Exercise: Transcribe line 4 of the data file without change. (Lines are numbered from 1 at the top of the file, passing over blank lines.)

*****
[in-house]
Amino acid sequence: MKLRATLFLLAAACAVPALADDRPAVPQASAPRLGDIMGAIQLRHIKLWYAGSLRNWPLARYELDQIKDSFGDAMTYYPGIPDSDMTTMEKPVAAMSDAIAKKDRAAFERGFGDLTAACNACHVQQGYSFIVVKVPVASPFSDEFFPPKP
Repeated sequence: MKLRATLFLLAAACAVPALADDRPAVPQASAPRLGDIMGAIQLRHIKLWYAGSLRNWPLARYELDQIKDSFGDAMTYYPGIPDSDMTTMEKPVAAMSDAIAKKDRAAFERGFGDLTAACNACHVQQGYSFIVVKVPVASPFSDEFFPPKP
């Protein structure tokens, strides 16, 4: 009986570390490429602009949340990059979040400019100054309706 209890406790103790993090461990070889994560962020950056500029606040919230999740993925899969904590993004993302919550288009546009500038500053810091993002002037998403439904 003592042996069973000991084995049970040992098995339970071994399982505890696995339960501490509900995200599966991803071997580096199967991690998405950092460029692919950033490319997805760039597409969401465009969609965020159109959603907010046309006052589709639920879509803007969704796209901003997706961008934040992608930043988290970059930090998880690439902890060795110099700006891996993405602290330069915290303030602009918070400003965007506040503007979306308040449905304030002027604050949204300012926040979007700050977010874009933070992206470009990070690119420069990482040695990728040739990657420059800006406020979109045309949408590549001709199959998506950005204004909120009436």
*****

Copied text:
């Protein structure tokens, strides 16, 4: 009986570390490429602009949340990059979040400019100054309706 209890406790103790993090461990070889994560962020950056500029606040919230999740993925899969904590993004993302919550288009546009500038500053810091993002002037998403439904 003592042996069973000991084995049970040992098995339970071994399982505890696995339960501490509900995200599966991803071997580096199967991690998405950092460029692919950033490319997805760039597409969401465009969609965020159109959603907010046309006052589709639920879509803007969704796209901003997706961008934040992608930043988290970059930090998880690439902890060795110099700006891996993405602290330069915290303030602009918070400003965007506040503007979306308040449905304030002027604050949204300012926040979007700050977010874009933070992206470009990070690119420069990482040695990728040739990657420059800006406020979109045309949408590549001709199959998506950005204004909120009436």